At the University of Nevada, Reno, professors have strengths in prehistoric and historical archaeology. Faculty prehistoric archaeologists focus on periods without written records, with regional interests in North and South Americas, East Asia, and northwest Africa. Historical archaeology focuses on periods with written records. University historical archaeologists have active projects in North America and the Mediterranean. As a department, a particular focus is on the history and prehistory of the Great Basin.
Archaeologists study the human past through the physical remains of past human activities. The archaeological record includes portable artifacts, the remains of buildings and structures, and animal and plant remains. The practice of archaeology involves the observation, analysis, and interpretation of the archaeological record. Archaeological methods include pedestrian survey, excavation, remote sensing, laboratory analysis, and the use of written documents and oral traditions.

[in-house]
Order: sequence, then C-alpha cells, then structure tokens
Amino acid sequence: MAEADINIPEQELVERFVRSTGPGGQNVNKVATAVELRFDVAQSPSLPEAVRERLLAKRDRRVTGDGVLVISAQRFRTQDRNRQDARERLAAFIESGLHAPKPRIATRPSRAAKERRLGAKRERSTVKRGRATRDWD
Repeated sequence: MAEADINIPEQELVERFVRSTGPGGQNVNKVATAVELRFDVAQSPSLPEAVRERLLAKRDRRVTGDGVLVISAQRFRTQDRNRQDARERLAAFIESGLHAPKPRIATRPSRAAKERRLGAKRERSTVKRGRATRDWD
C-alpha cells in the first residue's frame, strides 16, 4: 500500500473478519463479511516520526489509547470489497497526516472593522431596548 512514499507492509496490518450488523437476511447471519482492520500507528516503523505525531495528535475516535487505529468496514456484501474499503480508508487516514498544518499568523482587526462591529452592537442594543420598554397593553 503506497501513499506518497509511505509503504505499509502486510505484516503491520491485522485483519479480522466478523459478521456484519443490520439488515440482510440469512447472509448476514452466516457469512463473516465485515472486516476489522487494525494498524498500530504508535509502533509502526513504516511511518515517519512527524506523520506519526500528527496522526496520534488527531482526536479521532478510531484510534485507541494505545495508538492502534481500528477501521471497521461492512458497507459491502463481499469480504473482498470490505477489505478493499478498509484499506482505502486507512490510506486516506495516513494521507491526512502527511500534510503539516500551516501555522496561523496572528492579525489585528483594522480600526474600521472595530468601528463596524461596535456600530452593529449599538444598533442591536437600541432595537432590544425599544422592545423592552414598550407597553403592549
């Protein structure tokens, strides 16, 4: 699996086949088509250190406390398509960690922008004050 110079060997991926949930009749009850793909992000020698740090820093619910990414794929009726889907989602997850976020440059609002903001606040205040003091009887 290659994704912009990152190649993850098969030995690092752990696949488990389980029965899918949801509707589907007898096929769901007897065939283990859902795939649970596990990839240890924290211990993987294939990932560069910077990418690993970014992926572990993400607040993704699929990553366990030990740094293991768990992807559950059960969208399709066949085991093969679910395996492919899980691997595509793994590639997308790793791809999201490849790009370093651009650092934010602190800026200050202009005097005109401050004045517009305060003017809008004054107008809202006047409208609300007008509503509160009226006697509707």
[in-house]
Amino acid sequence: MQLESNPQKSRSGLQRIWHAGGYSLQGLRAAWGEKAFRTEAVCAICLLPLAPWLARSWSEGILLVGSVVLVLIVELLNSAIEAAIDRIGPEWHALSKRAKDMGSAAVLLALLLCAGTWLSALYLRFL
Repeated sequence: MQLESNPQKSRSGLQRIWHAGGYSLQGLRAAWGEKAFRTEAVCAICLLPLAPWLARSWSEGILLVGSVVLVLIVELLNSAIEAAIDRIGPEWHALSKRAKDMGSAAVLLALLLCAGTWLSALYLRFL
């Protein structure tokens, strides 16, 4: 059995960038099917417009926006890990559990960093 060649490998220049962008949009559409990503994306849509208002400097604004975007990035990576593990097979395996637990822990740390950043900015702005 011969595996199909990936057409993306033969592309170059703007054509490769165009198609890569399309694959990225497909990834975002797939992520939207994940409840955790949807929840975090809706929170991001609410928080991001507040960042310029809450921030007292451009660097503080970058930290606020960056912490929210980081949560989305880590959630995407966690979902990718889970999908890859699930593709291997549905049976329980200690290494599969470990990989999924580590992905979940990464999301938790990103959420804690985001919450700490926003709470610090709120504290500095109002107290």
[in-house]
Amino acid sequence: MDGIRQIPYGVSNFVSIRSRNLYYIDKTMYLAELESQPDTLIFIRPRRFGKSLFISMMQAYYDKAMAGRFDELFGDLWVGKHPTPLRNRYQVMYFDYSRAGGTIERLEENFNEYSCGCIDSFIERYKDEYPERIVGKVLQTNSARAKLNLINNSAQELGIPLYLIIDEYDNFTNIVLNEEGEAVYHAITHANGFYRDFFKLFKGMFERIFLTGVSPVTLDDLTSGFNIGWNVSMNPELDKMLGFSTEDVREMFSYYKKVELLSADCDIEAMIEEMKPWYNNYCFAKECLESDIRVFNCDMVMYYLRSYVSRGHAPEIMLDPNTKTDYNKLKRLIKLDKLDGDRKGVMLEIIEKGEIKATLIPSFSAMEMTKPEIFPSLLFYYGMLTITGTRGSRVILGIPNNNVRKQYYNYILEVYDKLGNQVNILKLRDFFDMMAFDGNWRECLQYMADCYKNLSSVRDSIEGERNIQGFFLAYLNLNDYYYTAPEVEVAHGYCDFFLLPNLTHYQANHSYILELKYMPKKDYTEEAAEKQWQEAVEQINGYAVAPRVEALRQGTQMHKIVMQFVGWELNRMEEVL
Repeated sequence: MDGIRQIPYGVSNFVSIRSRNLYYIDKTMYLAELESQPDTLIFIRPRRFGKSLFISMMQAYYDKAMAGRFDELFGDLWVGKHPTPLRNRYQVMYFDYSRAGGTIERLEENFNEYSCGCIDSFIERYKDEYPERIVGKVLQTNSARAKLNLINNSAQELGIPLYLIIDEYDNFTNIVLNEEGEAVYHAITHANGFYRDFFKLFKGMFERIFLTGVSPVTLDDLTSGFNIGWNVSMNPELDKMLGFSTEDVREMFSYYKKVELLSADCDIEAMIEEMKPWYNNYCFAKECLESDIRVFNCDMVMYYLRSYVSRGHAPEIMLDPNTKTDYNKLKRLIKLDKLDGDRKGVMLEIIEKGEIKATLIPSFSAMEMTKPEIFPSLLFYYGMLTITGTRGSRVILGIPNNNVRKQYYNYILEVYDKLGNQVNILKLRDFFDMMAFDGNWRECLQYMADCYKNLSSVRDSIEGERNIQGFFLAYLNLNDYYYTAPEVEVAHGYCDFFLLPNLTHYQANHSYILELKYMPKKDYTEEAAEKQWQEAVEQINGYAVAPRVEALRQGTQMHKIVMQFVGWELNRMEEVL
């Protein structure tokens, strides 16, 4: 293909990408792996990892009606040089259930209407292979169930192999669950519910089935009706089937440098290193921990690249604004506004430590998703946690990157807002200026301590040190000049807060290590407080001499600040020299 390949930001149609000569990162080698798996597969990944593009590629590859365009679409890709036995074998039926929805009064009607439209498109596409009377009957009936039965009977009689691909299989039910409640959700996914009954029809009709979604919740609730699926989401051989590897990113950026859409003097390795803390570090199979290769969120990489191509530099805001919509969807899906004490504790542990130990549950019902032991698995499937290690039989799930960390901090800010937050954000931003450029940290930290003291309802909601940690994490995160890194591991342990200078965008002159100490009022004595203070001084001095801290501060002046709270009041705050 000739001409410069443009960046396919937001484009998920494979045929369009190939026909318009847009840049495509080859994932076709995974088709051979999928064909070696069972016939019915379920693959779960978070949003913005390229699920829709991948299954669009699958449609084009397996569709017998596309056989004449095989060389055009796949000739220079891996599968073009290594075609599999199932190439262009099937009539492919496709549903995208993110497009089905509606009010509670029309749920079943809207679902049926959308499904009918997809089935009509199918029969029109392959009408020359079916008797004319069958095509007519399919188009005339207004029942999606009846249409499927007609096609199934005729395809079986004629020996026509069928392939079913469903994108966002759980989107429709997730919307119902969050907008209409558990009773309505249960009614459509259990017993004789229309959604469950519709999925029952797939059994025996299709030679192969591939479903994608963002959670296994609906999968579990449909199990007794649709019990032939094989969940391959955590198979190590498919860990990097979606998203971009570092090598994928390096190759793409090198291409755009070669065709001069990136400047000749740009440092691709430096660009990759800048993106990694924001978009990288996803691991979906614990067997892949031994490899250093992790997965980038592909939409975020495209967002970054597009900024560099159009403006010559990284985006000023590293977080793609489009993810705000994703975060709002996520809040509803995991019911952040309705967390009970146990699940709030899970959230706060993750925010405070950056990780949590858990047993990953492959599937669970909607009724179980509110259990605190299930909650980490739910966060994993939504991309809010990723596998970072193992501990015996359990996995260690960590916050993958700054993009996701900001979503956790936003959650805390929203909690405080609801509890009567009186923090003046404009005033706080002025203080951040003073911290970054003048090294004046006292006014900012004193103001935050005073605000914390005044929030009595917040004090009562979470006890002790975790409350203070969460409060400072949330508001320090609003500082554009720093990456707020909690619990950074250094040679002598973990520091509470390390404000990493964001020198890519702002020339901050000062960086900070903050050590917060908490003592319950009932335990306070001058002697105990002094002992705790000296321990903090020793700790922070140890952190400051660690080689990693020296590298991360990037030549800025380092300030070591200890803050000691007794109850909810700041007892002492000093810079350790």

Archaeologists research the human past by modeling past patterns of environmental change, looking for patterns in technology, reconstructing settlement patterns and site structures, looking at evidence of past diets, using historical documents, and through a variety of other sources of data.